Perhaps one of Carnegie’s most successful marketing moves was to change the spelling of his last name from “Carnagey” to Carnegie, at a time when Andrew Carnegie (unrelated) was a widely revered and recognized name. By 1916, Dale was able to rent Carnegie Hall itself for a lecture to a packed house. Carnegie’s first collection of his writings was Public Speaking: a Practical Course for Business Men (1926), later entitled Public Speaking and Influencing Men in Business (1932). His crowning achievement, however, was when Simon & Schuster published How to Win Friends and Influence People. The book was a bestseller from its debut in 1936, in its 17th printing within a few months. By the time of Carnegie’s death, the book had sold 5 million copies in 31 languages, and there had been 450,000 graduates of his Dale Carnegie Institute. It has been stated in the book that he had critiqued over 150,000 speeches in his participation in the adult education movement of the time. During World War I he served in the U.S. Army.

On July 24, 1939, Carnegie made his first visit to Japan. Invited by the Japanese Board of Tourist Industry and Japanese Government Railways in an effort to improve communications and cultural understanding between America and Japan, Carnegie arrived on a self-described “Relaxation Tour.” After his steam ship docked in Yokohama, he made his way to the famous Imperial Hotel in Tokyo. From July 24 to July 30, he met representatives from the Foreign Ministry in Tokyo and the Nichi Nichi Tokyo newspaper in Karuizawa. On July 31, he was the guest of honour giving a talk on human relations at a special luncheon held at the American Club in Tokyo. Carnegie’s travels continued as far south as Shimonoseki, visiting Miyanoshita, Kawana, Atami, Gamagori, Gifu, Yamada, Toba, Nara, Kyoto and Hiroshima along the way. On August 6, he took a steamboat from Shimonoseki to Pusan, Korea where he embarked on a brief tour of the country, eventually making his way to Beijing and Shanghai. On September 1, 1939, he made his second visit to Japan before returning home. This time he visited the Daibutsu in Kamakura and again stayed at the Imperial Hotel. He departed for America on September 4, 1939. In July 1953, Carnegie made his third visit to Japan, meeting friends from his previous visit and taking time to enjoy the sights of Kyoto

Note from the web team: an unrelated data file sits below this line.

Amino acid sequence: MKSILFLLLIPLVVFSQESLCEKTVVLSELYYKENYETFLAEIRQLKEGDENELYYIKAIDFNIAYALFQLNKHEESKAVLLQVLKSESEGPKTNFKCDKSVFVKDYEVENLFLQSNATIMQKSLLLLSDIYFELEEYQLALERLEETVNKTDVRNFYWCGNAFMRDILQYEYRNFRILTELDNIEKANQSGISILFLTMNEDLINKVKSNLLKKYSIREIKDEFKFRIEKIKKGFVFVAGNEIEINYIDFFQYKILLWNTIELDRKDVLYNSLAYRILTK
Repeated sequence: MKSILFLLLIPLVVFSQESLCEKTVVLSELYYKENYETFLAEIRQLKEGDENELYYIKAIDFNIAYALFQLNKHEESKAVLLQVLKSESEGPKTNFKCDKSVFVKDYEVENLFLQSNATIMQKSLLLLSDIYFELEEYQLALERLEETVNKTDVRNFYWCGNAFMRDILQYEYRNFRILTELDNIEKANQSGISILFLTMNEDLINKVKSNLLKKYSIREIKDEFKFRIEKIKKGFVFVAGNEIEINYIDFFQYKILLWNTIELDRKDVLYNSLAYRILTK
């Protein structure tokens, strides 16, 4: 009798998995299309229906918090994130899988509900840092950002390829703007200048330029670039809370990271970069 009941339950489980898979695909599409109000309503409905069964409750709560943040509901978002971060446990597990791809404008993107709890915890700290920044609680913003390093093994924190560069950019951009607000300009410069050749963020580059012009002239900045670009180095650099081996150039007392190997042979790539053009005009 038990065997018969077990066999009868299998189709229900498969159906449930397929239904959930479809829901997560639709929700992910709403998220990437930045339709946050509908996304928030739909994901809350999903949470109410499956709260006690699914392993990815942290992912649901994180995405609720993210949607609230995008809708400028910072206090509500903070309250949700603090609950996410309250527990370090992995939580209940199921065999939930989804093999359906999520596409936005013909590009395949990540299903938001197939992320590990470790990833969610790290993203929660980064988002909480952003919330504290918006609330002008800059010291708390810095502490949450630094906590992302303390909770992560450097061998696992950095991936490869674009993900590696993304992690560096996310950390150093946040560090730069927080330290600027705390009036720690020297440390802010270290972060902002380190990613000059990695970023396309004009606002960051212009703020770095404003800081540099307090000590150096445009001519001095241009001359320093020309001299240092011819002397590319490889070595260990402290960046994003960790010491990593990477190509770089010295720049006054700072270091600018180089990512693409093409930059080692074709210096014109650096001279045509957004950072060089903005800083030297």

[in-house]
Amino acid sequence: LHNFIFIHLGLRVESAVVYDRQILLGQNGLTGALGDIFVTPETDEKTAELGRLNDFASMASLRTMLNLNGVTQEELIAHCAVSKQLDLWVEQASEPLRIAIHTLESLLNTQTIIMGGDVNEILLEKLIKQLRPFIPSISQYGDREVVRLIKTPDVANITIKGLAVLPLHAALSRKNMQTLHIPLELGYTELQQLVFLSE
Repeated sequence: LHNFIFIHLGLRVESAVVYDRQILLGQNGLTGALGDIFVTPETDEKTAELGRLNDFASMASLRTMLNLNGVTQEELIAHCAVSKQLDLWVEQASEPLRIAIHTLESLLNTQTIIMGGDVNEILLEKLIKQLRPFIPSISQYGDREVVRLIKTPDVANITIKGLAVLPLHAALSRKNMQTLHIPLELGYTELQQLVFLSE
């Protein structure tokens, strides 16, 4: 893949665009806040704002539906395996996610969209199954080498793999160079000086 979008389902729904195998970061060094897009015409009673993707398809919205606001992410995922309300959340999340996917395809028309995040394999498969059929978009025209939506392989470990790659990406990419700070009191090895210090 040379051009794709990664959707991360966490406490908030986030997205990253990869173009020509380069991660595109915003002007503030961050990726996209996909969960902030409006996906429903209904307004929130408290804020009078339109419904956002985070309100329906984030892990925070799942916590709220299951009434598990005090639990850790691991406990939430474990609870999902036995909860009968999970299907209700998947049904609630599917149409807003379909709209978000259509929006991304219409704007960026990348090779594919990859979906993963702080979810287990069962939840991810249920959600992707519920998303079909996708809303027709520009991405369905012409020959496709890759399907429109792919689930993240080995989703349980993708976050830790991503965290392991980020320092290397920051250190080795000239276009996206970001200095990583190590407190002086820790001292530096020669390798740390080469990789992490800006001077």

Carnegie’s first marriage ended in divorce in 1931. On November 5, 1944, in Tulsa, Oklahoma, he married Dorothy Price Vanderpool, who also had been divorced. Vanderpool had two daughters; Rosemary, from her first marriage, and Donna Dale from their marriage together.

Carnegie died at his home in Forest Hills, New York. He was buried in the Belton, Cass County, Missouri, cemetery. The official biography from Dale Carnegie & Associates, Inc. states that he died of Hodgkin’s disease, complicated with uremia, on November 1, 1955.

How to Win Friends and Influence People

Written in 1936, How to Win Friends and Influence People is still a popular book to date in business and Business Communication skills. Dale Carnegie‘s four part book is packed with advice to create success in business and personal lives. How to Win Friends and Influence People is a tool used in Dale Carnegie Training and includes the following parts:

  1. Part One: Fundamental Techniques in Handling People
  2. Part Two: Six Ways to Make People Like You
  3. Part Three: How to Win People to Your Way of Thinking
  4. Part Four: Be a Leader – How to Change People Without Giving Offense or Arousing Resentment

“The ideas I stand for are not mine. I borrowed them from Socrates. I swiped them from Chesterfield. I stole them from Jesus. And I put them in a book. If you don’t like their rules whose would you use?”